Ethiopia working to utilize potassium fertilizer to improve soil fertility
Ethiopia is working to properly utilize potassium (K) fertilizer to improve soil fertility thereby increase agricultural productivity the Ministry of Agriculture said.
Speaking at the 1st International Potash Institution Symposium held here today the State Minister Prof. Tekalign Mamo said Ethiopia has considered the need to use potassium fertilizer and boost soil fertility.
Considering the necessity of potassium for crop growth, the country started to use six new blended fertilizers including potassium.
After four decades of detachment from potassium fertilizer, researches conducted in recent years revealed the importance of potash for soil fertility, he said.
Nitrogen and phosphorus have been considered as the nutrients least present in soils; therefore, DAP and urea fertilizers have been the only fertilizer sources that have been in use in Ethiopia and in several other SSA countries.
A shift in this thinking in Ethiopia was triggered by research activities conducted during the last few years, the results from nationally launched soil fertility mapping, and ongoing new fertilizer demonstration trials being conducted in many areas.
Results from these studies proved that several nutrients including potassium are limiting crop yield. Based on these results, Ethiopia introduced six new fertilizers (including potassium) for distribution to farmers.
The IPI Director Hillel Magen on his part said sub-Saharan African countries including Ethiopia haven’t been widely used potassium fertilizers.
Studies conducted in the country displays that the country could increase productivity by using proper fertilizers including potassium.
The two-day symposium “The role of potassium in cropping system of Sub-Sahara Africa” on the current status and potential for increasing productivity is deliberating on soil fertility, quality of mineral fertilizers, and efficient use of fertilizers.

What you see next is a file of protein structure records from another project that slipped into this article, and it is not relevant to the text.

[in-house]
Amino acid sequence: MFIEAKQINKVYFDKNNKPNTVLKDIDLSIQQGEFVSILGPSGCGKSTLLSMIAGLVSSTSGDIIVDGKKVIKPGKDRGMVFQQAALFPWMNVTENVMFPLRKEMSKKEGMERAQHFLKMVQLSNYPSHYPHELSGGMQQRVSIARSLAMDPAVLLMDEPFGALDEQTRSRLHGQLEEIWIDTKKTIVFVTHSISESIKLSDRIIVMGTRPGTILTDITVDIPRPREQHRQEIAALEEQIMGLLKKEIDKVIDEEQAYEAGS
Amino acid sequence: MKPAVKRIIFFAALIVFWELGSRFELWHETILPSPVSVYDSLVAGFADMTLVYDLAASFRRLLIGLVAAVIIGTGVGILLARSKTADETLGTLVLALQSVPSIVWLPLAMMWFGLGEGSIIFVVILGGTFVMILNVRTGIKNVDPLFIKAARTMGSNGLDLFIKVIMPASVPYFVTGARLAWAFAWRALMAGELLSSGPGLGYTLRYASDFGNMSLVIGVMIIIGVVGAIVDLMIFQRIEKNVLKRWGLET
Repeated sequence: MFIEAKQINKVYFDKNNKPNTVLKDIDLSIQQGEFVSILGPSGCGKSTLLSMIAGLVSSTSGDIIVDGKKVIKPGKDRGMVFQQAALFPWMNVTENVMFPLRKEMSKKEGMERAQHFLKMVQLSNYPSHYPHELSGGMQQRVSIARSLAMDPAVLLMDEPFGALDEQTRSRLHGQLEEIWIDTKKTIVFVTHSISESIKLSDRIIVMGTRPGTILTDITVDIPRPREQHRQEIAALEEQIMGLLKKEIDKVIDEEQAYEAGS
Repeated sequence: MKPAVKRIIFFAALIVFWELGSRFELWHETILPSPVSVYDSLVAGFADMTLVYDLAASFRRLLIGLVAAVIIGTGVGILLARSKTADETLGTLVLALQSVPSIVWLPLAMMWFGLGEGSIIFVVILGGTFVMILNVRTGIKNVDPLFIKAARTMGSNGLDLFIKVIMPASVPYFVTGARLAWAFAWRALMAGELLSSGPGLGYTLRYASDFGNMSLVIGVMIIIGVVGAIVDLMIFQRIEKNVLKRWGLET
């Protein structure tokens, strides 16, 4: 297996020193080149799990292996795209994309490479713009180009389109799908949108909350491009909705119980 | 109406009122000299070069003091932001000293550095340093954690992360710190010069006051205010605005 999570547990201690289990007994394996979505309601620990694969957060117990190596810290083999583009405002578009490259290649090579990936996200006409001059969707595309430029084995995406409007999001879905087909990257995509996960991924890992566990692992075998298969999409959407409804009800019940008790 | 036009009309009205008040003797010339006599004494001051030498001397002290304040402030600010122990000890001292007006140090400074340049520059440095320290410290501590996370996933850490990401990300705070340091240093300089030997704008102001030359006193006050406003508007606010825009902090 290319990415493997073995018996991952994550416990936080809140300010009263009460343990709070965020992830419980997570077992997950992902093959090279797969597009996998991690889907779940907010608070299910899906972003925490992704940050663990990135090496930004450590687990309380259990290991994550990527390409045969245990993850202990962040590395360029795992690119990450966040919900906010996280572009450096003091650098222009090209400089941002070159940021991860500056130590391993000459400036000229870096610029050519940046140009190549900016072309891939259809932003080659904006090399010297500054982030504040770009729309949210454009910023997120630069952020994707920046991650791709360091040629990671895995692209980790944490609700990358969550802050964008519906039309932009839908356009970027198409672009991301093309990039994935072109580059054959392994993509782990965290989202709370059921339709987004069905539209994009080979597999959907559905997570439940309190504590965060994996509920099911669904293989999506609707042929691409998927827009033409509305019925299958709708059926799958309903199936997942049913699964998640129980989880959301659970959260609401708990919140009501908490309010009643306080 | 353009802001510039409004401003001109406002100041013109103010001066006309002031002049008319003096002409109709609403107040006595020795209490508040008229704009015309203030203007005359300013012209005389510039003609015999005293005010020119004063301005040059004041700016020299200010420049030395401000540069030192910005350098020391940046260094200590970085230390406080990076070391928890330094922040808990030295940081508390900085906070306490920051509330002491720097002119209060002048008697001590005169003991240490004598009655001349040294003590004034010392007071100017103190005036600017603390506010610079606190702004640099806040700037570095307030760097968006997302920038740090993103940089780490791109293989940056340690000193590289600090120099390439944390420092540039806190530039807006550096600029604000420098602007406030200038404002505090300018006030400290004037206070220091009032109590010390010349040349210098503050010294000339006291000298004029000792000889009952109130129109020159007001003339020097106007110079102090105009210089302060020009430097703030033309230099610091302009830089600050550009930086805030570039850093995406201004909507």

The symposium is also expected to address issues related to role and benefits of potassium fertilizers, focusing on chemical, physical and biological processes in soil and plants, farm management and economic application of fertilizers.
Seven Sugar Factories to Go Operational This Fiscal Year
Corporation Director-General Shiferaw Jarso
Ethiopian Sugar Corporation announced that it is working hard to boost its annual sugar production to more than 1.2 million tons and earn over 310 million USD foreign currency from the sector.
Corporation Director-General Shiferaw Jarso told ENA that the government has been building ten sugar factories to meet the demand of sugar in the country and to transform the sector during the Growth and Transformation Plan period.
From among the factories under construction across the country, seven would be completed this Ethiopian fiscal year, he said.
The sugar factories that would go operational in the budget year are Kesem, Arjo-Dedesa, Tendaho Numbers One and Two, Omo-Kuraz One, Beless One and Two, according to the director-general.
The factories would boost the 325,000 tons of sugar produced last fiscal year by the existing Metehara, Wonji Shoa and Fincha sugar factories to over 1.2 million tons.
According to Shiferaw, more than half a million ton of the projected sugar production would be covered by the old factories.
The shortage of sugar, which was caused by the failure of Tendaho Sugar Factory to go operational and the inability of Fincha Factory to meet its annual target due to heavy rainfall, was alleviated by importing sugar in the past fiscal, he noted.
In this budget year the corporation is working to not only meet the local demand of sugar in the country but also earn 311 million USD by exporting over 665,000 tons of sugar, Shiferaw added.